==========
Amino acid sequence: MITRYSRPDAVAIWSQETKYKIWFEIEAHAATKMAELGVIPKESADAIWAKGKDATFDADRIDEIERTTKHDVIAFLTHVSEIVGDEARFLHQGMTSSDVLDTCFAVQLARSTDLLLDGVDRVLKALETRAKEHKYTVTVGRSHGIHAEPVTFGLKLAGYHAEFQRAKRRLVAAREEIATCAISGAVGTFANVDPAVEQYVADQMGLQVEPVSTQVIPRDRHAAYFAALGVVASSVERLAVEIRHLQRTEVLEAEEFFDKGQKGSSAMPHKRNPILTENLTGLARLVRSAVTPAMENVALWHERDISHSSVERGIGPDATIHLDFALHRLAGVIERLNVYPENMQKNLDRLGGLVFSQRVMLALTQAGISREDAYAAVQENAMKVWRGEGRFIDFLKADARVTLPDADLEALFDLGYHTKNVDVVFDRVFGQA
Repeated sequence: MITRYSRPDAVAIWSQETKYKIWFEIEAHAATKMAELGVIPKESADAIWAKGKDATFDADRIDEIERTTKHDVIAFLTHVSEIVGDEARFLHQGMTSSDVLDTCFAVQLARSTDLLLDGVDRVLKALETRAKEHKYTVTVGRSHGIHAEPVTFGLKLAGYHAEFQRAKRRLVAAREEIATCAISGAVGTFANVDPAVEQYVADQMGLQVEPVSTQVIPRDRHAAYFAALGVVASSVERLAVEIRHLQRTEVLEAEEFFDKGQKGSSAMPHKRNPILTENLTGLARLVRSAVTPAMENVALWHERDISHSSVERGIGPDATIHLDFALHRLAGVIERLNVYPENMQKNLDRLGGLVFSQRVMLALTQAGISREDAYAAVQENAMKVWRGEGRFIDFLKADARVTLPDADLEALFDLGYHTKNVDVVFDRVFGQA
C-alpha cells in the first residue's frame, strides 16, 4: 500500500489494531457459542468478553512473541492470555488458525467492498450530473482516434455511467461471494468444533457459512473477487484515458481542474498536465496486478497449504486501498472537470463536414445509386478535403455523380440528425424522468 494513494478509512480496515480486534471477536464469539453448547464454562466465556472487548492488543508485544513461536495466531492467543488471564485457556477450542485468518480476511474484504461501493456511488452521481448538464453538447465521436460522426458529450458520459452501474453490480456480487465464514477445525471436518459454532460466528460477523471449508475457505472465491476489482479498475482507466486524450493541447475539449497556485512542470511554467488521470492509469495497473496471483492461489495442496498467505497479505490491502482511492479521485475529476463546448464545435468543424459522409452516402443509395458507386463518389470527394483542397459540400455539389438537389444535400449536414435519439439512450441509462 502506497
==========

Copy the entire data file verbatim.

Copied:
Amino acid sequence: MITRYSRPDAVAIWSQETKYKIWFEIEAHAATKMAELGVIPKESADAIWAKGKDATFDADRIDEIERTTKHDVIAFLTHVSEIVGDEARFLHQGMTSSDVLDTCFAVQLARSTDLLLDGVDRVLKALETRAKEHKYTVTVGRSHGIHAEPVTFGLKLAGYHAEFQRAKRRLVAAREEIATCAISGAVGTFANVDPAVEQYVADQMGLQVEPVSTQVIPRDRHAAYFAALGVVASSVERLAVEIRHLQRTEVLEAEEFFDKGQKGSSAMPHKRNPILTENLTGLARLVRSAVTPAMENVALWHERDISHSSVERGIGPDATIHLDFALHRLAGVIERLNVYPENMQKNLDRLGGLVFSQRVMLALTQAGISREDAYAAVQENAMKVWRGEGRFIDFLKADARVTLPDADLEALFDLGYHTKNVDVVFDRVFGQA
Repeated sequence: MITRYSRPDAVAIWSQETKYKIWFEIEAHAATKMAELGVIPKESADAIWAKGKDATFDADRIDEIERTTKHDVIAFLTHVSEIVGDEARFLHQGMTSSDVLDTCFAVQLARSTDLLLDGVDRVLKALETRAKEHKYTVTVGRSHGIHAEPVTFGLKLAGYHAEFQRAKRRLVAAREEIATCAISGAVGTFANVDPAVEQYVADQMGLQVEPVSTQVIPRDRHAAYFAALGVVASSVERLAVEIRHLQRTEVLEAEEFFDKGQKGSSAMPHKRNPILTENLTGLARLVRSAVTPAMENVALWHERDISHSSVERGIGPDATIHLDFALHRLAGVIERLNVYPENMQKNLDRLGGLVFSQRVMLALTQAGISREDAYAAVQENAMKVWRGEGRFIDFLKADARVTLPDADLEALFDLGYHTKNVDVVFDRVFGQA
C-alpha cells in the first residue's frame, strides 16, 4: 500500500489494531457459542468478553512473541492470555488458525467492498450530473482516434455511467461471494468444533457459512473477487484515458481542474498536465496486478497449504486501498472537470463536414445509386478535403455523380440528425424522468 494513494478509512480496515480486534471477536464469539453448547464454562466465556472487548492488543508485544513461536495466531492467543488471564485457556477450542485468518480476511474484504461501493456511488452521481448538464453538447465521436460522426458529450458520459452501474453490480456480487465464514477445525471436518459454532460466528460477523471449508475457505472465491476489482479498475482507466486524450493541447475539449497556485512542470511554467488521470492509469495497473496471483492461489495442496498467505497479505490491502482511492479521485475529476463546448464545435468543424459522409452516402443509395458507386463518389470527394483542397459540400455539389438537389444535400449536414435519439439512450441509462 502506497